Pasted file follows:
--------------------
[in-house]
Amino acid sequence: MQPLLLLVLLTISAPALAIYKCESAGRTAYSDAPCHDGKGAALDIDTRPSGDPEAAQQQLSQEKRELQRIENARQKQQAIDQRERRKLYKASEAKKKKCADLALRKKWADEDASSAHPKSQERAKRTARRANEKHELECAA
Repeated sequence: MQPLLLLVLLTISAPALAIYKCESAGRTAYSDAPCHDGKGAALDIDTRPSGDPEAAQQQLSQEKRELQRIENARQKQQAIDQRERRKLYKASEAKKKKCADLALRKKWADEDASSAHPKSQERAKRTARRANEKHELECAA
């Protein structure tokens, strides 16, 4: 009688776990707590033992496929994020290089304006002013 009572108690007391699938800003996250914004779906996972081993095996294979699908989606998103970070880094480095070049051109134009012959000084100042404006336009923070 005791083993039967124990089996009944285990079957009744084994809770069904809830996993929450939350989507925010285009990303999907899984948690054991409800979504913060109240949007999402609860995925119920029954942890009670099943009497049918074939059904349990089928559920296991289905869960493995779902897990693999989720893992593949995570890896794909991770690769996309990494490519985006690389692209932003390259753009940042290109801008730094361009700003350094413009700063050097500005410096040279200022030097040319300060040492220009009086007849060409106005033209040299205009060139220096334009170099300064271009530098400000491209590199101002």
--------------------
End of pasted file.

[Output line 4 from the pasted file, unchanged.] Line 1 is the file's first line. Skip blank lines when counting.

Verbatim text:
């Protein structure tokens, strides 16, 4: 009688776990707590033992496929994020290089304006002013 009572108690007391699938800003996250914004779906996972081993095996294979699908989606998103970070880094480095070049051109134009012959000084100042404006336009923070 005791083993039967124990089996009944285990079957009744084994809770069904809830996993929450939350989507925010285009990303999907899984948690054991409800979504913060109240949007999402609860995925119920029954942890009670099943009497049918074939059904349990089928559920296991289905869960493995779902897990693999989720893992593949995570890896794909991770690769996309990494490519985006690389692209932003390259753009940042290109801008730094361009700003350094413009700063050097500005410096040279200022030097040319300060040492220009009086007849060409106005033209040299205009060139220096334009170099300064271009530098400000491209590199101002």